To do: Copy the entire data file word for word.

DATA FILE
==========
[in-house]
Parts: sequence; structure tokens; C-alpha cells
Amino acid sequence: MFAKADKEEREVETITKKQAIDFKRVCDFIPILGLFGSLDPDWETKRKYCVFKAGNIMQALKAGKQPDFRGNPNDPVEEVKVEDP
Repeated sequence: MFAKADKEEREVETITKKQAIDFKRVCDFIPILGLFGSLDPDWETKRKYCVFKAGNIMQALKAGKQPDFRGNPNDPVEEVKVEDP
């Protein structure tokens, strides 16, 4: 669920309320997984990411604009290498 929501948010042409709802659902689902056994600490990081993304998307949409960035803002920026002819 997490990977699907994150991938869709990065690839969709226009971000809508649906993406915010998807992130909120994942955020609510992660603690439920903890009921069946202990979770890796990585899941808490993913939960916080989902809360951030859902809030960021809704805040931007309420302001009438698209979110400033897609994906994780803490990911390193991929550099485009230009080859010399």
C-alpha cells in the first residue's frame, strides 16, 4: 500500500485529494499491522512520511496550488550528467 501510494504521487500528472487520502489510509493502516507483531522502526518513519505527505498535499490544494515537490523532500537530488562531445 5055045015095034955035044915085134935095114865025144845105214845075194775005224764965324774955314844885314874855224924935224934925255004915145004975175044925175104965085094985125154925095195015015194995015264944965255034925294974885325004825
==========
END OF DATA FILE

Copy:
[in-house]
Parts: sequence; structure tokens; C-alpha cells
Amino acid sequence: MFAKADKEEREVETITKKQAIDFKRVCDFIPILGLFGSLDPDWETKRKYCVFKAGNIMQALKAGKQPDFRGNPNDPVEEVKVEDP
Repeated sequence: MFAKADKEEREVETITKKQAIDFKRVCDFIPILGLFGSLDPDWETKRKYCVFKAGNIMQALKAGKQPDFRGNPNDPVEEVKVEDP
């Protein structure tokens, strides 16, 4: 669920309320997984990411604009290498 929501948010042409709802659902689902056994600490990081993304998307949409960035803002920026002819 997490990977699907994150991938869709990065690839969709226009971000809508649906993406915010998807992130909120994942955020609510992660603690439920903890009921069946202990979770890796990585899941808490993913939960916080989902809360951030859902809030960021809704805040931007309420302001009438698209979110400033897609994906994780803490990911390193991929550099485009230009080859010399």
C-alpha cells in the first residue's frame, strides 16, 4: 500500500485529494499491522512520511496550488550528467 501510494504521487500528472487520502489510509493502516507483531522502526518513519505527505498535499490544494515537490523532500537530488562531445 5055045015095034955035044915085134935095114865025144845105214845075194775005224764965324774955314844885314874855224924935224934925255004915145004975175044925175104965085094985125154925095195015015194995015264944965255034925294974885325004825